I may not blog much these days, but I do keep up with the current comings and goings. The Occupy Wall Street movement is one of the most exciting developments of my increasingly long life. The movement has clearly resonated with substantial portions of the population, and for good reason. It is precisely because the movement has resonated that we have seen, as Pink Scare noted a few weeks ago, efforts by those representing the 1% to try to drive wedges between the rest of us. At this point, the efforts to exploit potential points of division have been myriad: physical appearance, race and ethnicity, socioeconomic status, education, gender, sexual orientation, and so on have provided grist for the mill. Thus far, efforts at dividing and conquering this new left have been failures. I can only hope that remains to be the case.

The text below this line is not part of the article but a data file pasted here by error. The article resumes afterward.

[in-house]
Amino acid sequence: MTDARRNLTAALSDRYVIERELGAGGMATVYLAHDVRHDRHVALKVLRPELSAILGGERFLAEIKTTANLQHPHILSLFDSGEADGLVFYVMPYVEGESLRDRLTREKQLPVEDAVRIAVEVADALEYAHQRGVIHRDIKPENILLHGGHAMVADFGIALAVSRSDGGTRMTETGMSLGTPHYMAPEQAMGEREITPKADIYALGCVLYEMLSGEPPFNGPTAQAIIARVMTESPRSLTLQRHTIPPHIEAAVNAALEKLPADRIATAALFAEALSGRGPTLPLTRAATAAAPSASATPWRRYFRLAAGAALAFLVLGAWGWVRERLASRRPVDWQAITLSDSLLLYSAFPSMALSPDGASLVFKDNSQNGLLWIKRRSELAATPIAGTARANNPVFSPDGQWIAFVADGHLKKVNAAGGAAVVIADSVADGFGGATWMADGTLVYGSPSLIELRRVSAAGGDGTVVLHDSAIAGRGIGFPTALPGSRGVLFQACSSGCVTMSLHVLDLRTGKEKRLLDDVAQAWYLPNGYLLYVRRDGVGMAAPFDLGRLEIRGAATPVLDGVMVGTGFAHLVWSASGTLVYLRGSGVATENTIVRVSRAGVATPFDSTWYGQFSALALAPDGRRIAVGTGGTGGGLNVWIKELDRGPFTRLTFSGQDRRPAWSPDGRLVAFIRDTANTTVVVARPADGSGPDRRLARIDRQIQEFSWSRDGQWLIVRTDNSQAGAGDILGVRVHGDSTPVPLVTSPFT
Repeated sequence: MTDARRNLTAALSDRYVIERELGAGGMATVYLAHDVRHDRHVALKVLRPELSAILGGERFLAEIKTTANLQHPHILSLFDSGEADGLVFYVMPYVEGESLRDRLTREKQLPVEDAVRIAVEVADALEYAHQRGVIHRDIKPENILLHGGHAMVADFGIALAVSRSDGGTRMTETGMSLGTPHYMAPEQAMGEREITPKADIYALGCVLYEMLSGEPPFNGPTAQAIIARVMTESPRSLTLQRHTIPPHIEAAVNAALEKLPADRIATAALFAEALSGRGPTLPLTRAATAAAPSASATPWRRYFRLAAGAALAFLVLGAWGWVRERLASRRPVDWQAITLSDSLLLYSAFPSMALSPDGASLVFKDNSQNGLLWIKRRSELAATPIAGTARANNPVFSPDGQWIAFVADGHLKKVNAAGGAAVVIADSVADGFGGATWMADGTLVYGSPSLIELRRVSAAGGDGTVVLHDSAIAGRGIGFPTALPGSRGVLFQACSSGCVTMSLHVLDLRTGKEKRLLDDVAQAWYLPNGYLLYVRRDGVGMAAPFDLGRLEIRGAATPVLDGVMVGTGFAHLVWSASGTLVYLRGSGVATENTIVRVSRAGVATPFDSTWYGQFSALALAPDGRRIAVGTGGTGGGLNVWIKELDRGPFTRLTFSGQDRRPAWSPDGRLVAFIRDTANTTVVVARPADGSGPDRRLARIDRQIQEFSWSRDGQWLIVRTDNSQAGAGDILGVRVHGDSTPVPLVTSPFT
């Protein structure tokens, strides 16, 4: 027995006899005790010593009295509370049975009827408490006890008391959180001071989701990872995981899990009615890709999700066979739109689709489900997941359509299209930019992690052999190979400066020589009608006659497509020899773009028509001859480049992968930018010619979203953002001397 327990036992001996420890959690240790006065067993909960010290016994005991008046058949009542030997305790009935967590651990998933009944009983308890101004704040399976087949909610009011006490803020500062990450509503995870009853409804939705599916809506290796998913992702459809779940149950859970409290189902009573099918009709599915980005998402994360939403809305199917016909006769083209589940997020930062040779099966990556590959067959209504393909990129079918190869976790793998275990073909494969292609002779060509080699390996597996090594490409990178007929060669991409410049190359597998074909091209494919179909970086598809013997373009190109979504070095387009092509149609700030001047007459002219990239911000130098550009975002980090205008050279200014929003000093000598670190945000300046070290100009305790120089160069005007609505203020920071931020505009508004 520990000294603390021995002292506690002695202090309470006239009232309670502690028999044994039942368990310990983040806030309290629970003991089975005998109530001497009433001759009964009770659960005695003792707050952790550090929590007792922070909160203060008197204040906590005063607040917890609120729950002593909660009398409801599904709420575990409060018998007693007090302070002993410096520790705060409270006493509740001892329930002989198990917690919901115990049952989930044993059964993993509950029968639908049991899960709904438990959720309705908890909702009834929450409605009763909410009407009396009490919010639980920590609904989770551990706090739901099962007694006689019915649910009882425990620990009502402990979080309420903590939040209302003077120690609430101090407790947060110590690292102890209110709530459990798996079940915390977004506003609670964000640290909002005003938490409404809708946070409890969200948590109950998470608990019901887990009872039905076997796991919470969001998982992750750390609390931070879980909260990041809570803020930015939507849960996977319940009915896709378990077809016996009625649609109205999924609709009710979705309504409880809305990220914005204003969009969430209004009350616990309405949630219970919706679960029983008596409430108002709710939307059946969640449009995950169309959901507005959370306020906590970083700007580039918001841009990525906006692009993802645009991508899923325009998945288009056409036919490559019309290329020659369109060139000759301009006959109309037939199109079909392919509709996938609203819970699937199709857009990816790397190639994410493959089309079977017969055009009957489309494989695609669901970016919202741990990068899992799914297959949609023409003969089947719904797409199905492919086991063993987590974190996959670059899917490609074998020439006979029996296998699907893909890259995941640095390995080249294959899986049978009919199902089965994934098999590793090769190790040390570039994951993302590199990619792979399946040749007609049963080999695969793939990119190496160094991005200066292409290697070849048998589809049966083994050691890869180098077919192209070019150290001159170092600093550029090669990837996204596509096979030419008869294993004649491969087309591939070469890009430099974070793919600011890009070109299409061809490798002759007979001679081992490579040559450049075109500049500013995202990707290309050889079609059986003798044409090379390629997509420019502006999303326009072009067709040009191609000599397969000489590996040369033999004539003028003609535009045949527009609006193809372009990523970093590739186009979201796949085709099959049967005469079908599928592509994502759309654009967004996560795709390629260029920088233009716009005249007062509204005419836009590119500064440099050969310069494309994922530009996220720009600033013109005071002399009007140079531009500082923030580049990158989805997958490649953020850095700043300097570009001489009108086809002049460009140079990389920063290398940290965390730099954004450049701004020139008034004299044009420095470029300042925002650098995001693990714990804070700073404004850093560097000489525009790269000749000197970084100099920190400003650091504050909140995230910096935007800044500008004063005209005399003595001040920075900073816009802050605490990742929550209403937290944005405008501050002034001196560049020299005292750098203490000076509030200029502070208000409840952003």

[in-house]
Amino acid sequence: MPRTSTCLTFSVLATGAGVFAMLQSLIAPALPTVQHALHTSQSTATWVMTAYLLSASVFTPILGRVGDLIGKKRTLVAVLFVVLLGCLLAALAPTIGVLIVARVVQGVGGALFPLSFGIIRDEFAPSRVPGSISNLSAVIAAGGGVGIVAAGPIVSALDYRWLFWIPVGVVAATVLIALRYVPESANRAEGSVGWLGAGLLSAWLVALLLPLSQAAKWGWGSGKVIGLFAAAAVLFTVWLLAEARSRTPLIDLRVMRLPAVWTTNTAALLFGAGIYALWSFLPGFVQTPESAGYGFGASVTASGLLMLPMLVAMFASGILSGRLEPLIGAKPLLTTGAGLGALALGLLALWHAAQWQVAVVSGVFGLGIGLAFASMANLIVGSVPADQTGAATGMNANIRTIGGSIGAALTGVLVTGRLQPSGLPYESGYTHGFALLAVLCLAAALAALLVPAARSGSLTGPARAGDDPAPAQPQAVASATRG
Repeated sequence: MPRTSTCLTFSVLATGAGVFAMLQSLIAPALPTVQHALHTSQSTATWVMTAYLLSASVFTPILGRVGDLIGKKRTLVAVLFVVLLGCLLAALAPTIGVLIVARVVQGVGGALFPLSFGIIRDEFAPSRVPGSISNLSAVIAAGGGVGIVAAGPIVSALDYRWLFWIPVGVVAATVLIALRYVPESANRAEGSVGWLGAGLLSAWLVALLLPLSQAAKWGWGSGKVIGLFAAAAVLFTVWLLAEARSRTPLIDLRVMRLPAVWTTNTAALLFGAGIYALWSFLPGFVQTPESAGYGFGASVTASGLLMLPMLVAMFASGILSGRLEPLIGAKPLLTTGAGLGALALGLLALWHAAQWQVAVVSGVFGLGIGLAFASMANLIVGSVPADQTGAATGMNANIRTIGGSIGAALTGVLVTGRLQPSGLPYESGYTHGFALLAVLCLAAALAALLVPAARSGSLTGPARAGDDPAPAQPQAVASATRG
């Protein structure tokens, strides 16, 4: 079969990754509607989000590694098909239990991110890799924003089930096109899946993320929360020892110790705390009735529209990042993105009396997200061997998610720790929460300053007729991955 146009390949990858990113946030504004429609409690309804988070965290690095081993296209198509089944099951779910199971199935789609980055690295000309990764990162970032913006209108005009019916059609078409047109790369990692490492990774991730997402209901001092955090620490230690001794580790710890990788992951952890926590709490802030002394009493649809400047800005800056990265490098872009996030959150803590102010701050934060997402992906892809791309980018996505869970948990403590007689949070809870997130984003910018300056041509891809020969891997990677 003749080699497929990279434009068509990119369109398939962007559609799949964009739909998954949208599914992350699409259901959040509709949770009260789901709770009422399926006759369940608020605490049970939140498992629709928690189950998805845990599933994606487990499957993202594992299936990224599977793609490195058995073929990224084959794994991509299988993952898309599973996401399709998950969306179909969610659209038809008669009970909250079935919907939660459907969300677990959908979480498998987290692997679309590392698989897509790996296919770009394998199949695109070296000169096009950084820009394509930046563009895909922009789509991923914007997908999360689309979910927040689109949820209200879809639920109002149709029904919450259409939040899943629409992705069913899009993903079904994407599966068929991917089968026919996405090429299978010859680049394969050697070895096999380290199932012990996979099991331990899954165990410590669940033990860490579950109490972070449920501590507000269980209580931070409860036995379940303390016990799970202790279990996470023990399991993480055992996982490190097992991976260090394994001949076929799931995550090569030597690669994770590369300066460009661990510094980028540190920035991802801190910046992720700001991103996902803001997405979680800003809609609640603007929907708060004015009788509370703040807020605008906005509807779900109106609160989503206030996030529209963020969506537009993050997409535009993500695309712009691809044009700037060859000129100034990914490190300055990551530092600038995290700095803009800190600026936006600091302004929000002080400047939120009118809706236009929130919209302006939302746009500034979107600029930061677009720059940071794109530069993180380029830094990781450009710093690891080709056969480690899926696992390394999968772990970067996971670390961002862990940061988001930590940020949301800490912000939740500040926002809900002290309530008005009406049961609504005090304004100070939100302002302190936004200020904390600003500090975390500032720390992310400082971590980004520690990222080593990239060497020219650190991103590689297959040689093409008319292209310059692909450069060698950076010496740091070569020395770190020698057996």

If I had a word of advice for this new left it is this: a healthy dose of pragmatism will do you good. Look – the left you are inheriting has, for the last several decades, been fragmented. I’ve seen more battles fought over purity than I would ever want to recount. Don’t fall into that trap. In the grand scheme of things, it really doesn’t matter if your comrades are sufficiently (by your particular standards) sensitive to whatever issue or issues drive you to action. It really does not matter if your comrades subscribe to exactly the same ideological position as you. When it comes to the harm done by the current neoliberal capitalist regime, we are generally on the same page – sufficiently enough to work together. As I think back to my youth, I can think of many times where had I walked out on an organization because I thought the leadership was too Trotskyite, or Anarchistic, or whatever, I would have missed out on some great opportunities to contribute to efforts that eventually led to some positive changes in my particular community. Don’t worry about ideological purity. It’s bullshit. Also, don’t worry about perfection. I expect that any movement will do things I disagree with and will make mistakes. We are human, and we are fallible. The acid test for any movement is whether its members can learn from their mistakes as they go along. Expectations of perfection are bullshit. Stay pragmatic. Adapt. I think we could all learn a few things from the relative successes of a number of relatively recent leftist movements in the Americas – the Bolivarians and the Zapatistas come to mind. They’ve had their successes largely by adapting their ideologies to the needs of their particular populations. In essence, they’ve taken a relatively populist approach to their particular political circumstances. Finally, don’t be afraid of power. There’s a difference between having a healthy respect for power, and a love of power. Without some tangible power, your ability as a collective to effect the changes you want will not happen. It might not hurt to study how other leftist movements managed to gain and use power. Not all of what has been used successfully in the past will apply to the present, but enough of what movements from the Bolsheviks to the Bolivarians have done will at the bare minimum offer guidance for how this new left might proceed. Finally, remember that you’re in this for the long haul. Great political and social changes have rarely occurred in short order. Don’t expect a lot of immediate gratification. Enjoy the successes you do experience, and learn from your setbacks. So far, you’re off to a great start. Know that in addition to all those who are on the streets and in the camps with you, there are many more who are supportive of your aims. You’re not alone.